The Connecticut classroom of the future may not be limited by a traditional school year, the four walls of a classroom, or even the standard progression of grades, based on a proposed package of school reforms that are being supported by all of the state’s school superintendents.
The Connecticut Association of Public School Superintendents released its report in November, just in time for the state legislative session that begins February 8. Gov. Dannell P. Malloy has already stated that he wants this year’s session to focus on education reform.
The superintendents’ recommendations, 134 in all, would transform the state’s education system into a “learner-centered” program that begins at age 3, offers parents a menu of options, including charter schools and magnet schools, and offers assessments when an individual child is ready to be tested, rather than having all children tested in a class at the same time.
The superintendents also support consolidating some of the state’s tiny school districts to ensure equal resources. Twenty-one of the state’s 165 districts consist of only one school.
“We’re not at all naive about the challenge before us. We’re goring every ox there is,” Joseph Cirasuolo, the executive director of CAPSS, told me. The superintendents decided to develop this expansive plan two years ago, when leaders realized that education was shifting from merely providing an opportunity for students to learn, to actually ensuring mastery.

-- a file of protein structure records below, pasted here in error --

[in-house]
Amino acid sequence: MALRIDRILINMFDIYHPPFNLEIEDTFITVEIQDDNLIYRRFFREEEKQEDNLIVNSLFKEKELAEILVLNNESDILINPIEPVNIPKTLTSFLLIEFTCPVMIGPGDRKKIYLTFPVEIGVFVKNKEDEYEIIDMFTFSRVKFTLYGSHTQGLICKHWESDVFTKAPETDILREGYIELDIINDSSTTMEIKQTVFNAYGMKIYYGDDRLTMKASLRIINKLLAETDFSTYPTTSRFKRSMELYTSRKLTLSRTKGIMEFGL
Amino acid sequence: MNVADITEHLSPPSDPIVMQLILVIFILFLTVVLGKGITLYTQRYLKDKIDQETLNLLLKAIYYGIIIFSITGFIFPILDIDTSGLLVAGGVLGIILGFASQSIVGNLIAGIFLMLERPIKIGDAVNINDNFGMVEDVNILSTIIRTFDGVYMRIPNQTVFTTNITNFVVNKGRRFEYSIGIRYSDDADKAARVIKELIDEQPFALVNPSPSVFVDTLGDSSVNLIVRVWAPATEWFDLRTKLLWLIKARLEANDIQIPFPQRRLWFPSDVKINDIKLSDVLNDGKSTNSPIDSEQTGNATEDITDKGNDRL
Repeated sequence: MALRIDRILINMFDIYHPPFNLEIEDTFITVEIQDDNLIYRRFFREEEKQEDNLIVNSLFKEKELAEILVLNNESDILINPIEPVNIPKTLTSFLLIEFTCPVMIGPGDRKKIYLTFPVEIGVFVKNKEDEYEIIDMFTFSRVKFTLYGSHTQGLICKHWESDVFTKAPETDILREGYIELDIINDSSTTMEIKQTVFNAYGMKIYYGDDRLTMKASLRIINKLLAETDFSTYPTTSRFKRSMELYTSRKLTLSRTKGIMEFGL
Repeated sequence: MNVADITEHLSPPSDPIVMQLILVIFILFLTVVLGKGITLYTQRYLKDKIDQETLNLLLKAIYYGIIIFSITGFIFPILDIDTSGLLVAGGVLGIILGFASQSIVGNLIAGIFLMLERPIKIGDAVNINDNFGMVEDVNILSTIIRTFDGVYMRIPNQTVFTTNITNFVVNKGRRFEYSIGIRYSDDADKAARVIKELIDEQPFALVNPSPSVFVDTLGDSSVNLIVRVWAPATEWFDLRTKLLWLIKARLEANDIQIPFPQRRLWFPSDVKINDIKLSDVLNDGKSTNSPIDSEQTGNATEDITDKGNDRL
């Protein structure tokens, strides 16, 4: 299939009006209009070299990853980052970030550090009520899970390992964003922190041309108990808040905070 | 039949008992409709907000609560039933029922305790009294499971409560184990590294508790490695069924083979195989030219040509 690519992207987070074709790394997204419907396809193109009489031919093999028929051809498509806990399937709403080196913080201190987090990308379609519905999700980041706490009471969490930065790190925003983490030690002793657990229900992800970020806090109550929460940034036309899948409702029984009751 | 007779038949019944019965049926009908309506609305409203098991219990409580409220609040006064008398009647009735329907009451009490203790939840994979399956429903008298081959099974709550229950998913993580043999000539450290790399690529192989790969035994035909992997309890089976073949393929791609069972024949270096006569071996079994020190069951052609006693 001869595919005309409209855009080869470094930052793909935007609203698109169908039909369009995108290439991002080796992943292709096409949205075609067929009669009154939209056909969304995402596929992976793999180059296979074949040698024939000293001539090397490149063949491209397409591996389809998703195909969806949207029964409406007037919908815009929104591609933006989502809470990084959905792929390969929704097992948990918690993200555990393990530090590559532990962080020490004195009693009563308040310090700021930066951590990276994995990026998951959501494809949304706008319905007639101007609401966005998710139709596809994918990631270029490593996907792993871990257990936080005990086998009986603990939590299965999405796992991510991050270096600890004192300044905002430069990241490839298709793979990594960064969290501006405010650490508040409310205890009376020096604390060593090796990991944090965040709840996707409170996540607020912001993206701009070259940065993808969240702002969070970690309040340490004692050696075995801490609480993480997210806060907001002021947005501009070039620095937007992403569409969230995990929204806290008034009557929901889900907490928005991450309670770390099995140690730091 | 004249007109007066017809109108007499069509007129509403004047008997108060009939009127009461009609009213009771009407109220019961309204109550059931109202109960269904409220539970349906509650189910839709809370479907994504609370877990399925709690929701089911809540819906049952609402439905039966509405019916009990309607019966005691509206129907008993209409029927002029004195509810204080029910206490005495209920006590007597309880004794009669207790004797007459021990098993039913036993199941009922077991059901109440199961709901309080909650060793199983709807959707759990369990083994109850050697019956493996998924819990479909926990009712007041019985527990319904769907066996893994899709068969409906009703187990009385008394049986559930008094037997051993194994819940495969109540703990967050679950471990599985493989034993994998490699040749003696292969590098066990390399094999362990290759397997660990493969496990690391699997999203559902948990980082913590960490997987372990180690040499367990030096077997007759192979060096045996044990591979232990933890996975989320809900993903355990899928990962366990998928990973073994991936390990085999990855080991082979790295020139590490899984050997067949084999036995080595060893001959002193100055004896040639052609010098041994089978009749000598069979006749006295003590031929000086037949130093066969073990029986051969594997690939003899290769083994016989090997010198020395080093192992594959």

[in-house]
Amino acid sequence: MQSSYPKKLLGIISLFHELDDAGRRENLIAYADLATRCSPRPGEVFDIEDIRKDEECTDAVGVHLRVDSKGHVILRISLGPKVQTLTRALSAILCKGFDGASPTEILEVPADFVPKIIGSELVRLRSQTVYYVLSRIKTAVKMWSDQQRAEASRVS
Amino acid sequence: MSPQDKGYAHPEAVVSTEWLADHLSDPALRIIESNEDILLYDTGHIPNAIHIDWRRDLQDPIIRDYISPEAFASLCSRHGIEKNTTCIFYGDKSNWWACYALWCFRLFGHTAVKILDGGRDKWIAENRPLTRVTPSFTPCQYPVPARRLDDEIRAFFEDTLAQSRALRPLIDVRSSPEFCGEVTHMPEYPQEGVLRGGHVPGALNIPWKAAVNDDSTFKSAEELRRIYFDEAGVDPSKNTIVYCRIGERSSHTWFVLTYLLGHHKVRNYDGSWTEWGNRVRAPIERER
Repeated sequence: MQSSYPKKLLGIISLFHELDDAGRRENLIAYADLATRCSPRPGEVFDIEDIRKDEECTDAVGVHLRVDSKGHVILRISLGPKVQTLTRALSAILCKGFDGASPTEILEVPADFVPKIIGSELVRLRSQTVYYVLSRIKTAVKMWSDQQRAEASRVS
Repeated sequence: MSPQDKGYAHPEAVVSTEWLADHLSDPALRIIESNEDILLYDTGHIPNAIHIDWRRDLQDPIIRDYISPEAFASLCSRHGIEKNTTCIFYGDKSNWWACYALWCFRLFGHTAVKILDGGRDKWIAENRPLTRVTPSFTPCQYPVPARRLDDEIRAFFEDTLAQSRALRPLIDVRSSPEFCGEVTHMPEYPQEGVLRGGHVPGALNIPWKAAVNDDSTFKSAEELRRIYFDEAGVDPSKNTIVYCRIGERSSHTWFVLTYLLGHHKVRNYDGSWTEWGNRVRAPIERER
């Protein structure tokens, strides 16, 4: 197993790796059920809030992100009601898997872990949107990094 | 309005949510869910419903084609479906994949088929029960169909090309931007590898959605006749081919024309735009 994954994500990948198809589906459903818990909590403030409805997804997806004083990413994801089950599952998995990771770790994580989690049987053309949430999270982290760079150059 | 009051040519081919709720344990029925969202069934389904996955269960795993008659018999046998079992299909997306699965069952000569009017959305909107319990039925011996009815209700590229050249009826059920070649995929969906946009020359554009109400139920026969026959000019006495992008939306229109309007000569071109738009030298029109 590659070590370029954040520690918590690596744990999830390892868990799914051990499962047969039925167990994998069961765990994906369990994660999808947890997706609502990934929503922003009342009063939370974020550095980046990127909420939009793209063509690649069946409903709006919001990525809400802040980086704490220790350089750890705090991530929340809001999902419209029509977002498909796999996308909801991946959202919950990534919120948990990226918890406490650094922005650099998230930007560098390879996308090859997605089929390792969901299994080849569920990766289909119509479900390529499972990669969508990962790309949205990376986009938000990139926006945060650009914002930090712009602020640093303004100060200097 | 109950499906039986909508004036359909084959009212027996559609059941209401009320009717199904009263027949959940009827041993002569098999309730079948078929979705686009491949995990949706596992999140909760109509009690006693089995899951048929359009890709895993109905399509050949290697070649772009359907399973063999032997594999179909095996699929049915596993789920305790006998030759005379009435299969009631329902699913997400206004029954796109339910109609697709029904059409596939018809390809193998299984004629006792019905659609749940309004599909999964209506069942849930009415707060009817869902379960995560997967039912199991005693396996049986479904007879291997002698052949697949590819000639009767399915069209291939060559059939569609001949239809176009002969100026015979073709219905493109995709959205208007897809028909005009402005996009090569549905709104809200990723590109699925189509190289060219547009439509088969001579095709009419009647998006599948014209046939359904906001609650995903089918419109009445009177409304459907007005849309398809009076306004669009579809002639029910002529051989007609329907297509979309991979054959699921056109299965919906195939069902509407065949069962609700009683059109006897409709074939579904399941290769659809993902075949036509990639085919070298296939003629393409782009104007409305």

“We superintendents recognized we’re pretty well equipped to do the former, but not terribly equipped to do the latter,” said Frank H. Sippy, the superintendent of the 4,500-student Pomperaug Regional School District 15, who was on the committee that developed the proposals.
In an interview, Salvatore Menzo, the superintendent of the 7,000-student Wallingford district and another committee member, said the group was “intentionally told be creative, let’s try to have no limits.”
He said he can imagine a school district that offers universal preschool for 3-year-olds, introduces subjects like foreign-language instruction in elementary school and uses technology to provide enrichment courses that districts might not otherwise be able to offer on their own.
“We cannot continue to rest on the fact that just because what we do now is fine for some of the children, it’s going to be fine forever,” Menzo said.
I’ll have a longer story about this in our next paper edition, which will appear Jan. 11. I’ll update with a direct link when it is available.
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A version of this news article first appeared in the District Dossier blog.